Kui Chen v. Jefferson Sessions, III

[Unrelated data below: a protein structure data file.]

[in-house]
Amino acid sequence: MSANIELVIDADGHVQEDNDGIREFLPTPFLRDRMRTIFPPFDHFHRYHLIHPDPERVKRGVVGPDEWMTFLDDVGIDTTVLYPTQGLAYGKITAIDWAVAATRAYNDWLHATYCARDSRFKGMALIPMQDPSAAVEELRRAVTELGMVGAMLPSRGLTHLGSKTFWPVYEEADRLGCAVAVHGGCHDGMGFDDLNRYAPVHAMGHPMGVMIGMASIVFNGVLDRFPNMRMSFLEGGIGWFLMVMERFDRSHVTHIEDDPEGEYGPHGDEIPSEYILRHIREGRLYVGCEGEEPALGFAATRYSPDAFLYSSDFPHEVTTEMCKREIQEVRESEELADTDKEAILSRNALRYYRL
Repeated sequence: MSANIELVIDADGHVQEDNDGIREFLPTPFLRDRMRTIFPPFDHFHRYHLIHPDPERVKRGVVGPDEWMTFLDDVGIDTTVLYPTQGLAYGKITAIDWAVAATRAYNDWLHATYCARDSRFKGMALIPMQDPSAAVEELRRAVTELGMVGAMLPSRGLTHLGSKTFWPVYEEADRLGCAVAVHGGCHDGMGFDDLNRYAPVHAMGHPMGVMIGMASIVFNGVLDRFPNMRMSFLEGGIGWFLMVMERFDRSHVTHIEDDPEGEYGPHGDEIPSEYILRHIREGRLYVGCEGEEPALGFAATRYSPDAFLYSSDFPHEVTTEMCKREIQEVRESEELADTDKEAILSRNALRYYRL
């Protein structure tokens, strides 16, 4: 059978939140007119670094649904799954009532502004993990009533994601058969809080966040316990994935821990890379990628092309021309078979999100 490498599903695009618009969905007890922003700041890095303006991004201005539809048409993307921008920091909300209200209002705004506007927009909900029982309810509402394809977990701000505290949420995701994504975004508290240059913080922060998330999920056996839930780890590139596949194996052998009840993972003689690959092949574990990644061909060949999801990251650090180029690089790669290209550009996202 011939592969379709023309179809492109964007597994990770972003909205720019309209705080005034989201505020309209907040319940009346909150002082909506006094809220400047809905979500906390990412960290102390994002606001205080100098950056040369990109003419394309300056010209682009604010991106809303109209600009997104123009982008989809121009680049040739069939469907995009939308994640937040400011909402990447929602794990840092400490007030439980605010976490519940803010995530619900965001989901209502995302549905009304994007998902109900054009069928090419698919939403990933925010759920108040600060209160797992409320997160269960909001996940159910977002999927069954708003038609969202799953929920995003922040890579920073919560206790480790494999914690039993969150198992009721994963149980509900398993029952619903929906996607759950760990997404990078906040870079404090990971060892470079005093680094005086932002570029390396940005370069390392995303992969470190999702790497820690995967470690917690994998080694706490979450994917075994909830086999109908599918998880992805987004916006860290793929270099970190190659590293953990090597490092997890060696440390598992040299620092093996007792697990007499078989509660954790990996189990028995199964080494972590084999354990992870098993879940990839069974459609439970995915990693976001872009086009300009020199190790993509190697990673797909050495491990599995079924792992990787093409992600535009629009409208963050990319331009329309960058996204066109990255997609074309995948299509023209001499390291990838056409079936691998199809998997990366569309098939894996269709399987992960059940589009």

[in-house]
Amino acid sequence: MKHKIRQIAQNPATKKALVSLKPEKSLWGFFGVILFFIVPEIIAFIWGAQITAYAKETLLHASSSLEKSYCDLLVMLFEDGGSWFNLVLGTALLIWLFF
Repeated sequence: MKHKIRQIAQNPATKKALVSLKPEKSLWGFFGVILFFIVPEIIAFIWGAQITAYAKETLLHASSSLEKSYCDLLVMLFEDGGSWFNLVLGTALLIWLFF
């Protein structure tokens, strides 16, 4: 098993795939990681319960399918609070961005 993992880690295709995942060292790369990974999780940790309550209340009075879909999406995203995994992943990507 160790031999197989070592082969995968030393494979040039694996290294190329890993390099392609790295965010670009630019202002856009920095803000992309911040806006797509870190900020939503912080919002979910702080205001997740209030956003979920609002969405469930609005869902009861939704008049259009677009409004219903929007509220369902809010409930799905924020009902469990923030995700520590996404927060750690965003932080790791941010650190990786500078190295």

Case: 17-60174 Document: 00514389496 Page: 1 Date Filed: 03/16/2018 IN THE UNITED STATES COURT OF APPEALS FOR THE FIFTH CIRCUIT United States Court of Appeals No. 17-60174 Fifth Circuit FILED Summary Calendar March 16, 2018 Lyle W. Cayce KUI CHEN, Clerk Petitioner v. JEFFERSON B. SESSIONS, III, U. S. ATTORNEY GENERAL, Respondent Petition for Review of an Order of the Board of Immigration Appeals BIA No. A200 912 713 Before JOLLY, OWEN, and HAYNES, Circuit Judges. PER CURIAM: * Kui Chen petitions for review of a decision of the Board of Immigration Appeals. He challenges the denial of relief from removal, including applications for asylum, withholding of removal, and relief under the Convention Against Torture. Counsel for Chen, Donglai Yang, moves to file an amended brief to correct deficiencies in the original brief. The amended brief submitted by * Pursuant to 5TH CIR. R. 47.5, the court has determined that this opinion should not be published and is not precedent except under the limited circumstances set forth in 5TH CIR. R. 47.5.4. Case: 17-60174 Document: 00514389496 Page: 2 Date Filed: 03/16/2018 No. 17-60174 counsel is hardly an improvement from the original brief. The facts contained in the amended brief are not the facts in Chen’s case, although there are similarities, and a large portion of the brief refers to Chen by the wrong gender. Nevertheless, as counsel has attempted to improve the brief, we will grant the motion to amend. Chen challenges the adverse credibility determination made in this case and raises a patently frivolous argument that the immigration judge failed to consider the documentary evidence submitted in support of his claims. The adverse credibility determination is based on specific, cogent reasons and is supported by the record. See Zhang v. Gonzales, 432 F.3d 339, 344 (5th Cir. 2005); 8 U.S.C. § 1158(b)(1)(B)(iii). Because the adverse credibility determination is supported by substantial evidence, this court will not reverse that decision. See Vidal v. Gonzales, 491 F.3d 250, 254 (5th Cir. 2007). This is not the first time counsel has filed frivolous claims or a poor quality brief. See Yang v. Sessions, 697 F. App’x 369, 370 (5th Cir. 2017). Sanctions may be warranted where we are “left with the inescapable impression that [the appellant’s] arguments on appeal were so totally without merit and his briefing so sloppily prepared.” Macklin v. City of New Orleans, 293 F.3d 237, 241 (5th Cir. 2002). We have imposed sanctions under Federal Rule of Appellate Procedure 38 and 28 U.S.C. § 1927 for the filing of a “‘slap- dash’ excuse for a brief” after noting that “poor quality of briefing is inexcusable.” Carmon v. Lubrizol Corp., 17 F.3d 791, 795 (5th Cir. 1994). Counsel is therefore warned that future frivolous filings may invite the imposition of sanctions. See Cilauro v. Thielsch Eng’g, 123 F. App’x 588, 591 (5th Cir. 2005) (issuing a warning to counsel for filing a frivolous brief). MOTION GRANTED; PETITION DENIED; SANCTION WARNING ISSUED. 2 17-60174 Court of Appeals for the Fifth ...

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